There are several price patterns to which I pay special attention when they arise. Some of them, like the 2 Close Reversal™, are very common and are useful to know at any point in time. Others, like the topic of this discussion, appear with far less frequency even though they are extremely effective when they do appear.
A patient trader, or one who is only looking to trade a few times a year, might do better to simply wait for this type of pattern for trade generation. This is particularly true since this indicator is most common (if it is common at all) at intermediate turning points. However, as with any indicator, a large enough sampling of trades has to be taken before the true value of any indicator can be seen.
With that said, let's move on to the discussion of the 2-Step Reversal. The 2-SR is similar to a Turn-Key Reversal in that it involves a key reversal up followed by a reversal down followed by another key reversal higher.
The main distinction is that the intervening reversal down (or up in a topping 2-SR or TKR) is NOT a key reversal in the 2-SR, while it IS a key reversal in a TKR (see 4th bar from the left in each diagram above).
Another distinction involves the initial key reversal higher (center -- or 3rd -- bar in both diagrams). In a TKR, the initial reversal is a key reversal, but often NOT a 2 Close Reversal. In a 2-SR, the initial reversal IS a 2CR as is the second reversal as well (5th bar from the left in each diagram). This is why the 4th bar is not a key reversal, but merely a 'pull-back' from the initial reversal's close.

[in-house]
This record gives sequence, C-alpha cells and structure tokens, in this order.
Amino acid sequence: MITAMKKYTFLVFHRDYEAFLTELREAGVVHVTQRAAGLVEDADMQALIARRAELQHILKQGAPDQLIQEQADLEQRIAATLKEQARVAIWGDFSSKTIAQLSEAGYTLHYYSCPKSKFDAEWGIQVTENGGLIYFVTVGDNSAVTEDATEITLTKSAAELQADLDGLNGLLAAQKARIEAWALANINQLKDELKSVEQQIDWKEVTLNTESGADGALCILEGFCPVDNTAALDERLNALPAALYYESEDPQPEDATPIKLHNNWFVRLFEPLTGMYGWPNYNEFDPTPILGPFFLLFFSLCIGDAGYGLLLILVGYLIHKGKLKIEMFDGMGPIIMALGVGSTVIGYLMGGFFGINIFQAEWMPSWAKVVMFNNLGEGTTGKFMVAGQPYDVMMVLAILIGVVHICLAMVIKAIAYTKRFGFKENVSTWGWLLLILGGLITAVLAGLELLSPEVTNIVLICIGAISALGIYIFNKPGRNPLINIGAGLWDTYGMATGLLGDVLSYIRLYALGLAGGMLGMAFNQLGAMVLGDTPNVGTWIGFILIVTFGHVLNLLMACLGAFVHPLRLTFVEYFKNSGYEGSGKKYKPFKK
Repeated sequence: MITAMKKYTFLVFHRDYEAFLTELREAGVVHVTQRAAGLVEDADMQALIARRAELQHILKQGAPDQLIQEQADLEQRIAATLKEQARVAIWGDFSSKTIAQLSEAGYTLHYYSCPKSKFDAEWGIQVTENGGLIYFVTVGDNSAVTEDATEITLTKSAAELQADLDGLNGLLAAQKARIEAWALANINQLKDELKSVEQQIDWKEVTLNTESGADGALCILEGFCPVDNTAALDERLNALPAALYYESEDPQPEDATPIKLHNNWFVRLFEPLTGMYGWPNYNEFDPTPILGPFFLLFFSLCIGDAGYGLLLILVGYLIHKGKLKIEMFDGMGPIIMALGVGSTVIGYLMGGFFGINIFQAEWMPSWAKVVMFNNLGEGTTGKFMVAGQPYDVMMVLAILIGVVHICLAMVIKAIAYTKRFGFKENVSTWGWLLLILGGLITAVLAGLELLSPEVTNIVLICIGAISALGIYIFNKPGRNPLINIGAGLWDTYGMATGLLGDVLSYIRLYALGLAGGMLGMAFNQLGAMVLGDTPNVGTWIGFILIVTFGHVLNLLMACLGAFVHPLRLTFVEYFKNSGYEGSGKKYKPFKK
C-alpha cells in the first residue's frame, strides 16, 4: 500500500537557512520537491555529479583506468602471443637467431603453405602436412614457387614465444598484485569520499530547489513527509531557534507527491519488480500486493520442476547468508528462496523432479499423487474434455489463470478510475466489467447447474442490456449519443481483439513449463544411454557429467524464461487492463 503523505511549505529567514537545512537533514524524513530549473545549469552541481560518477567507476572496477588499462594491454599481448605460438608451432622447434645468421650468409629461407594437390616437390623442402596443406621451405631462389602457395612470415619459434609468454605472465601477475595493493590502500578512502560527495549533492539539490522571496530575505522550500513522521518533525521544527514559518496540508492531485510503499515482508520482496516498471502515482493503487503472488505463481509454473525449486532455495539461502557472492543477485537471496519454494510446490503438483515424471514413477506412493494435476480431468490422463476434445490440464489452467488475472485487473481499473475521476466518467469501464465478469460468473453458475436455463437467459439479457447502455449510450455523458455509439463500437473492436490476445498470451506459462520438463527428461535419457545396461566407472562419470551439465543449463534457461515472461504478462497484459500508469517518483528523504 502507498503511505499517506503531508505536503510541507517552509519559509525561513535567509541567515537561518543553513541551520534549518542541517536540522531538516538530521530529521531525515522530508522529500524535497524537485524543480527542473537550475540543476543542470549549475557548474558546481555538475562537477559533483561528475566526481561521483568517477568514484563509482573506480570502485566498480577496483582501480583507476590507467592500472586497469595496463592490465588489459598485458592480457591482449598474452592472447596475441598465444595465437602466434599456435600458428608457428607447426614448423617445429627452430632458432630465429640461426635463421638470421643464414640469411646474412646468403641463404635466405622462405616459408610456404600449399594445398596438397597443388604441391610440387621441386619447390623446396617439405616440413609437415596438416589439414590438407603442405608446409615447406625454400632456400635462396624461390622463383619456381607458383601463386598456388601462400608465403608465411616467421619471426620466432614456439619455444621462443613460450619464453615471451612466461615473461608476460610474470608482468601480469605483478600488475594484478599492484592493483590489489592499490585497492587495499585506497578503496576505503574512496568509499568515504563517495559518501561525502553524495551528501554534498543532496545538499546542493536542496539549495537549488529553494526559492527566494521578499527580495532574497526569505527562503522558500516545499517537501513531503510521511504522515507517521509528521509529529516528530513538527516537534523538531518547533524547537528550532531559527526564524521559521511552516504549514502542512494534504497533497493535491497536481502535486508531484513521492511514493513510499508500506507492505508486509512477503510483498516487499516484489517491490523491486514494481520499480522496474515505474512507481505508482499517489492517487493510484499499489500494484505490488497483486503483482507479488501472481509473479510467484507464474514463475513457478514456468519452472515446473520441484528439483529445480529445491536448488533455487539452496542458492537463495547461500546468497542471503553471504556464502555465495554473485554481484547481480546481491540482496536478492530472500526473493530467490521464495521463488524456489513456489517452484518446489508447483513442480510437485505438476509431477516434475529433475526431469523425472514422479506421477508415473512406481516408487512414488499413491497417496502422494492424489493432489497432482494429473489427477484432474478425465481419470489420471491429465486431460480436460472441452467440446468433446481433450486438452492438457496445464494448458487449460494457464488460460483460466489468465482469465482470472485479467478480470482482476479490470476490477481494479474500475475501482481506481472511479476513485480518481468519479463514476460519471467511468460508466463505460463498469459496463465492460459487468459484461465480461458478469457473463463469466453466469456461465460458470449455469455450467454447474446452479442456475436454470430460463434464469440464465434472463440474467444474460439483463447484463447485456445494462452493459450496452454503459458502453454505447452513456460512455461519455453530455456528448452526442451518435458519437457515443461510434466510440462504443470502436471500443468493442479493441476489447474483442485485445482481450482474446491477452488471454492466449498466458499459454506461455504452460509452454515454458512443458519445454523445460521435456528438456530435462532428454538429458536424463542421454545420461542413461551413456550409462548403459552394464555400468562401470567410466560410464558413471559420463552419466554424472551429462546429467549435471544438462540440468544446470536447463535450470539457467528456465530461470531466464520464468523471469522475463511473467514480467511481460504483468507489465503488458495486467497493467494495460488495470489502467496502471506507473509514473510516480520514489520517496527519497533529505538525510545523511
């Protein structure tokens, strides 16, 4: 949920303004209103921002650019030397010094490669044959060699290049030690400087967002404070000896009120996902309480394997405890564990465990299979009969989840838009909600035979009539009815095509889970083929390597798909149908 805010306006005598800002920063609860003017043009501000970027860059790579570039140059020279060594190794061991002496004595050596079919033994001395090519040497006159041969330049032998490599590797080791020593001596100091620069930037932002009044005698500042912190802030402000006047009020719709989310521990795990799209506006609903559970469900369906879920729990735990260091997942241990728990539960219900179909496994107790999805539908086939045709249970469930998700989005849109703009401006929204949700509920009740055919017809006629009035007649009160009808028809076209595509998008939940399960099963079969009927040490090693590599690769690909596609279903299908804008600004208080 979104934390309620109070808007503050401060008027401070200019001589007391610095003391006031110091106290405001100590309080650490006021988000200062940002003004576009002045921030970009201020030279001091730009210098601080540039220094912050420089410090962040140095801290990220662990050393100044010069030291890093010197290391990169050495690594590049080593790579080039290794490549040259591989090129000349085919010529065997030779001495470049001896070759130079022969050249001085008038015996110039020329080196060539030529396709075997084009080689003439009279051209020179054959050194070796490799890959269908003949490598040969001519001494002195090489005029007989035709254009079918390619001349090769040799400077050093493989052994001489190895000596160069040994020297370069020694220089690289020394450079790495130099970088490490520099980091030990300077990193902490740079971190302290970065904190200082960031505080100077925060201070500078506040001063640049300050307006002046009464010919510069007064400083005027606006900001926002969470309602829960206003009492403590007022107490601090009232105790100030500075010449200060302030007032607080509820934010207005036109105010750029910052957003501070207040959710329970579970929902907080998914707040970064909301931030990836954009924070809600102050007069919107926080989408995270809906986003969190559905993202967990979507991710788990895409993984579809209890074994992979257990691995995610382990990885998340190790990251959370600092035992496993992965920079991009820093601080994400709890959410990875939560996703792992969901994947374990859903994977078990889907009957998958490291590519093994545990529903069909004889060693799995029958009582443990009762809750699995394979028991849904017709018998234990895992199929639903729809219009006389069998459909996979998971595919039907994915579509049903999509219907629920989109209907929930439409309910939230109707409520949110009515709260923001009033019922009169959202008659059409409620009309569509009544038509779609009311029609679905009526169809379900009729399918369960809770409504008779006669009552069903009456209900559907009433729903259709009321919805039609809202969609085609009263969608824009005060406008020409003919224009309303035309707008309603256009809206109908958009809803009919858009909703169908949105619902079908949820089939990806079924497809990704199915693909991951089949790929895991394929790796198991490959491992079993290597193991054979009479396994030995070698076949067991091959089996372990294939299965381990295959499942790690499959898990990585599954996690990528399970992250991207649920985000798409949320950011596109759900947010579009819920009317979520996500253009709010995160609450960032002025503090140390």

In many cases, the support for the second low-and-reversal point (5th bar) is what was 2nd Close Support during the 4th bar's decline. In other words, if the intervening decline had been a key reversal lower, this point (the close of the 2nd bar, preceding the initial reversal higher) would have been the 2nd Close to confirm a 2 Close Reversal sell signal. (See Eric Hadik's Tech Tip Reference Library for additional details and diagrams.)
Consistent with the rules for a 2 Close Reversal,
this close is viewed as support on the 4th day even before a key reversal
has emerged. The difference is that it is carried over to the next day as
support in the case of a 2SR. This pattern is consistent with
Elliott Wave, since it is in effect a 1st wave advance, 2nd wave decline and
start of a 3rd wave advance. As a result, the market often accelerates higher
immediately after the completion of this signal. Due to the double reinforcement
of this pattern, it is stronger than many other reversal patterns and triggers
a 3-5 period signal.